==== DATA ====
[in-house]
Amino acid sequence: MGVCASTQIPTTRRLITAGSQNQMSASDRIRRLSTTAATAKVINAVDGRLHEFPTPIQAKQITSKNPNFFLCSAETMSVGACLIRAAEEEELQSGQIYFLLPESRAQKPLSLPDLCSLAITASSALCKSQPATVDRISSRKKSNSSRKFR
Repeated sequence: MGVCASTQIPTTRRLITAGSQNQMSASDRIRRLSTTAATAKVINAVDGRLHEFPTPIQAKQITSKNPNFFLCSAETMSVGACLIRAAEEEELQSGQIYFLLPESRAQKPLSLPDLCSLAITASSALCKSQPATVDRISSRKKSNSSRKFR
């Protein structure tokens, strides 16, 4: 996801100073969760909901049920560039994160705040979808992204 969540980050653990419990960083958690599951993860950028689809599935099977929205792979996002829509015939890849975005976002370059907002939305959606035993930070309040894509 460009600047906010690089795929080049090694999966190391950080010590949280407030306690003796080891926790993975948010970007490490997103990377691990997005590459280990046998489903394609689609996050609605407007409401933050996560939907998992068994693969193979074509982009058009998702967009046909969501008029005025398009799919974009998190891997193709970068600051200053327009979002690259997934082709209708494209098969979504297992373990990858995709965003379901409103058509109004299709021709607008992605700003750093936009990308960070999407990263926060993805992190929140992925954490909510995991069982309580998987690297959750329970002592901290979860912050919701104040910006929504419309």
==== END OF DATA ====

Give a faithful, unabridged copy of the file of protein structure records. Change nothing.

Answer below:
[in-house]
Amino acid sequence: MGVCASTQIPTTRRLITAGSQNQMSASDRIRRLSTTAATAKVINAVDGRLHEFPTPIQAKQITSKNPNFFLCSAETMSVGACLIRAAEEEELQSGQIYFLLPESRAQKPLSLPDLCSLAITASSALCKSQPATVDRISSRKKSNSSRKFR
Repeated sequence: MGVCASTQIPTTRRLITAGSQNQMSASDRIRRLSTTAATAKVINAVDGRLHEFPTPIQAKQITSKNPNFFLCSAETMSVGACLIRAAEEEELQSGQIYFLLPESRAQKPLSLPDLCSLAITASSALCKSQPATVDRISSRKKSNSSRKFR
């Protein structure tokens, strides 16, 4: 996801100073969760909901049920560039994160705040979808992204 969540980050653990419990960083958690599951993860950028689809599935099977929205792979996002829509015939890849975005976002370059907002939305959606035993930070309040894509 460009600047906010690089795929080049090694999966190391950080010590949280407030306690003796080891926790993975948010970007490490997103990377691990997005590459280990046998489903394609689609996050609605407007409401933050996560939907998992068994693969193979074509982009058009998702967009046909969501008029005025398009799919974009998190891997193709970068600051200053327009979002690259997934082709209708494209098969979504297992373990990858995709965003379901409103058509109004299709021709607008992605700003750093936009990308960070999407990263926060993805992190929140992925954490909510995991069982309580998987690297959750329970002592901290979860912050919701104040910006929504419309």